A Student Garden in Three Steppes
Martha Keen is currently a 1st year student in Longwood Gardens' Professional Gardener Program; one of her program's requirements to design and plant a plot adjacent to their student housing. In the following, she shares her philosophy about her garden, which has a spectral, if not ethereal feel in its muted hues (namely blues, grays, and washed out mauve).
Confines free up creativity, I've learned. My classmates and I were each assigned a piece of earth, 15 feet across and 50 feet long, in the middle of a field. I pondered how to make a space from such a narrow slice, absent any backdrop or existing groundwork, devoid of even anything to erase. The single marked character of the site was its slight slope, and the more I tread my plot the more I seemed to notice it.
From this slope I carved three scalloped terraces, each to hold its own group of plantings selected to evoke, but not replicate a short grass prairie on the top tier, a dune in the center, and tall meadow at the lowest end. The hoop path and margins were mulched with blonde pea gravel, and the plants were sited in wide bands to echo the elliptical center bed. I mulched with salt hay, whose soft color and texture left no dark voids among plants.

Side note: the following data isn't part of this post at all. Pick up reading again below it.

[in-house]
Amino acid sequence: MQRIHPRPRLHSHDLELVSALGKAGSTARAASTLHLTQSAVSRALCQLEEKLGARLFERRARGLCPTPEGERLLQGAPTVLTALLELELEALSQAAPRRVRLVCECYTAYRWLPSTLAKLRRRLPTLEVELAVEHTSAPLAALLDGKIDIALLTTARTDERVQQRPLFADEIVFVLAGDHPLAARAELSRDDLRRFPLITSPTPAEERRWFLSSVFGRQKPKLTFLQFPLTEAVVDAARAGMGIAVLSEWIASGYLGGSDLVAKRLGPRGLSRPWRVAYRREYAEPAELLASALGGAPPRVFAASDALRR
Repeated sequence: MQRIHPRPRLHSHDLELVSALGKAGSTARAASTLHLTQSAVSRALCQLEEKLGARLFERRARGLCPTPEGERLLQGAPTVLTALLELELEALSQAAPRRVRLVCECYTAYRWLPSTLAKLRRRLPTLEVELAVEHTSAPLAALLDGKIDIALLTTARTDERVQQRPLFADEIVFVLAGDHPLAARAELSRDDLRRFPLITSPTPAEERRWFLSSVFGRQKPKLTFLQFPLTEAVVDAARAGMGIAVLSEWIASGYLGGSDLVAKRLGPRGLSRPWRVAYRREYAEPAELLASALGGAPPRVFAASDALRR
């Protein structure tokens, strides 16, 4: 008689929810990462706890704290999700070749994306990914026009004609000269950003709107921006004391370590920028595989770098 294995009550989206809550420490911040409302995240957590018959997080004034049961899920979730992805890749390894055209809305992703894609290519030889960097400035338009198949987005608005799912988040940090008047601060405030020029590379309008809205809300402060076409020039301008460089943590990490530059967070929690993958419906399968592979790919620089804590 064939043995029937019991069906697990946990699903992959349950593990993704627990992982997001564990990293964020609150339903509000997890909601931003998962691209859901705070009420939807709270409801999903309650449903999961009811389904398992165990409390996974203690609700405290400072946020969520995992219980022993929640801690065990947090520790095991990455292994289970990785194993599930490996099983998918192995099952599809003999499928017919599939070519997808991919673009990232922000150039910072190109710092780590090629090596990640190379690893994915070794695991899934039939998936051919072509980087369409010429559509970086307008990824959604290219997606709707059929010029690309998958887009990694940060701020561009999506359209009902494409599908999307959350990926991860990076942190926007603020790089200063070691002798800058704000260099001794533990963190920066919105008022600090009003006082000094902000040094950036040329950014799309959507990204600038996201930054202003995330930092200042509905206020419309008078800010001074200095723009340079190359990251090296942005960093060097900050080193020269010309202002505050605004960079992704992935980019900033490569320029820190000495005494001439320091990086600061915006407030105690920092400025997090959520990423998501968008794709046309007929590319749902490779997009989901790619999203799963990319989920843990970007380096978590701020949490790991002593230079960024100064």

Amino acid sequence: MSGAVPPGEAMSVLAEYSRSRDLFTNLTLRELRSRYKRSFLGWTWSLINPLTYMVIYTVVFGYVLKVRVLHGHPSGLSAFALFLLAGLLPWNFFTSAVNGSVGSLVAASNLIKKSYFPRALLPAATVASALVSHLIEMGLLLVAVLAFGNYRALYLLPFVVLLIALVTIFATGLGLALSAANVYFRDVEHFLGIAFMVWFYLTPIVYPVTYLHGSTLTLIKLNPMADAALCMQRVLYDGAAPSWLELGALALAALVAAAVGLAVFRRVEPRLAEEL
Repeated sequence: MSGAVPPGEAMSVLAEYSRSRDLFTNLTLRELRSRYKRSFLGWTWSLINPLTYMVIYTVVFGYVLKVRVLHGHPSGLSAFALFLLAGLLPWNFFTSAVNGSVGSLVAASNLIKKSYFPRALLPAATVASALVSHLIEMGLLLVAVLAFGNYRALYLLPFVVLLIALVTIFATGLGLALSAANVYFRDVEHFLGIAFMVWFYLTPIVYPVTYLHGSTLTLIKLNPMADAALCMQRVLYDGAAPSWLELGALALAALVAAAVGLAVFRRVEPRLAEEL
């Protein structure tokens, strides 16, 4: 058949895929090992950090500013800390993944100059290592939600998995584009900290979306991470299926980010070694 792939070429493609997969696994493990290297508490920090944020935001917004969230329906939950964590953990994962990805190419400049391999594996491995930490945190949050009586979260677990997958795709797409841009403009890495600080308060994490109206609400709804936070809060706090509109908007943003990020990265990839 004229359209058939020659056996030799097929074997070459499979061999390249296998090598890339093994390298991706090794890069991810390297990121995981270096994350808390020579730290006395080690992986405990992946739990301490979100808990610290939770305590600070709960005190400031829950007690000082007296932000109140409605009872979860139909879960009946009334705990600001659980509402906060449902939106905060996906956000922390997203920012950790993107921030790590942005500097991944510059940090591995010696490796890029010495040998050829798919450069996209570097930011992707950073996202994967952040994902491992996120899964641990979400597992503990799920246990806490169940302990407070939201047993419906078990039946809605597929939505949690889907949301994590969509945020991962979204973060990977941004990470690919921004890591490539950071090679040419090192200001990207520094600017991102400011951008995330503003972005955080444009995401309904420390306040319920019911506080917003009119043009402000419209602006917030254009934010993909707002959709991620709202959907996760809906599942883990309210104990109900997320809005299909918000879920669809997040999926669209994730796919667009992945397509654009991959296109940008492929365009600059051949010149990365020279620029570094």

As a gardener, but as a living creature, I would never begrudge a flower. But this a garden was a study in textures and repetition first. Among the color palette, I deferred to glaucous and muted foliage wherever possible; among the flowers, few occur that are not dusty too: cream and mauve, a smattering of burgundy. Looking up towards my garden this fall, from the southern side facing north, I could finally see what I wondered about all summer long: a series of steps from Panicum, to Leymus, to cardoon, to Schizachyrium, an a series of undulations filling the spaces between the plantings but hidden from view unless one is inside.
A garden is alchemy, something where once nothing was; a garden is willful too, requiring tremendous effort and input that we would flatter ourselves to call creation. Rather, this one revealed itself to a fortunate accident. I selected plants, and many of them expressed themselves so jubilantly in their places that to greet them everyday made this gardener feel a bit more steadfastly herself as well.